What must be lost: on retrospection, authenticity, and some neglected costs of transformation

Synthese 201 (6):1-18 (2023)
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A sensibility is, on a rough first pass, an emotional orientation to the world. It shapes how things appear to us, evaluatively speaking. By transfiguring things’ evaluative appearances, a change in sensibility can profoundly alter one’s overall experience of the world. I argue that some forms of sensibility change entail (1) risking one’s knowledge of what experiences imbued with one’s prior sensibility were like, and (2) surrendering one’s grasp on the intelligibility of one’s prior emotional apprehensions. These costs have consequences for Laurie Paul’s ‘problem of transformative experience.’ Paul has argued that when we are poised to become someone new, our inexperience generates problems for authentic choice about our own futures. By reckoning with the epistemic losses involved in sensibility change, I show that this problem must not be confined to novel transformations. Prior experience does not guarantee the knowledge or understanding necessary for choosing authentically (in Paul’s sense). If the problem Paul highlights is indeed a problem _at all,_ then, it is a still more pervasive and intractable one than it has been taken to be.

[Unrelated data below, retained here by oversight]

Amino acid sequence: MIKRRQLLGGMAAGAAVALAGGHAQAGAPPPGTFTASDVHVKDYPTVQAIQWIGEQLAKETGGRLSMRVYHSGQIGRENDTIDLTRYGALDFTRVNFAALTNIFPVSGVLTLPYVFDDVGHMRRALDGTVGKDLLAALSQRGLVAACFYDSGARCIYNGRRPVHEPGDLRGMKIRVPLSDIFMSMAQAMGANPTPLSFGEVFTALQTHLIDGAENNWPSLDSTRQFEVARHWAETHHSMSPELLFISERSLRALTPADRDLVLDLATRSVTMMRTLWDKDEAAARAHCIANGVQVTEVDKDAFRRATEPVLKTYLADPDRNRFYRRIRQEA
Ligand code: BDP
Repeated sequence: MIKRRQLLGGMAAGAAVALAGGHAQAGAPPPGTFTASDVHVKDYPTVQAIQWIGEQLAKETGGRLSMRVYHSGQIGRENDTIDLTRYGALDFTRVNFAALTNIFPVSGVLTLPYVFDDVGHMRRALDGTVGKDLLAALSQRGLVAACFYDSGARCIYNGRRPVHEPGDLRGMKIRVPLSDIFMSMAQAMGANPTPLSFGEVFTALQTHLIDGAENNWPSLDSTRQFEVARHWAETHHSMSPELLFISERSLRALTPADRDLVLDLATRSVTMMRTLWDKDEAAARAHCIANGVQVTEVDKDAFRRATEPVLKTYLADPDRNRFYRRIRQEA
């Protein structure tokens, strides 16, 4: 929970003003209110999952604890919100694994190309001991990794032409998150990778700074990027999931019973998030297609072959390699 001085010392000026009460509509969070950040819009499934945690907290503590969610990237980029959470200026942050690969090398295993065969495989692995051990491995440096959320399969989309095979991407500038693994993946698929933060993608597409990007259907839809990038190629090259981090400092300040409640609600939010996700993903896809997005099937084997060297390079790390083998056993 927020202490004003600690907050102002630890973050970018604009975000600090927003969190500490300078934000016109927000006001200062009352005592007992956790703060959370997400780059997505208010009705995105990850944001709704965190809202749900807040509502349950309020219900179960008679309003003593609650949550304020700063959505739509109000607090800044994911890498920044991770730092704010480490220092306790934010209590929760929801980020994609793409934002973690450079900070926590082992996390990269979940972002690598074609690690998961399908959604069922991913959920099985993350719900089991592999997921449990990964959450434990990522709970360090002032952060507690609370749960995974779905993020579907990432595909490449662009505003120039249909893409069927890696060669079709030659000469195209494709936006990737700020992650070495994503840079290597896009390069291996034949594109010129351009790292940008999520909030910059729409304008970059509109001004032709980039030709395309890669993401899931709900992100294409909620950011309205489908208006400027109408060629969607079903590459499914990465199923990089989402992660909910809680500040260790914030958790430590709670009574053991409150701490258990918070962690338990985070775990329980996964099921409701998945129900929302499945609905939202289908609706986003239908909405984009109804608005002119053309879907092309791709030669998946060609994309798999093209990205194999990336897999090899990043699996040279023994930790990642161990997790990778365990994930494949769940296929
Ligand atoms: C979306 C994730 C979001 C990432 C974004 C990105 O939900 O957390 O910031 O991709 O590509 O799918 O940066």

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Olivia Bailey
University of California, Berkeley

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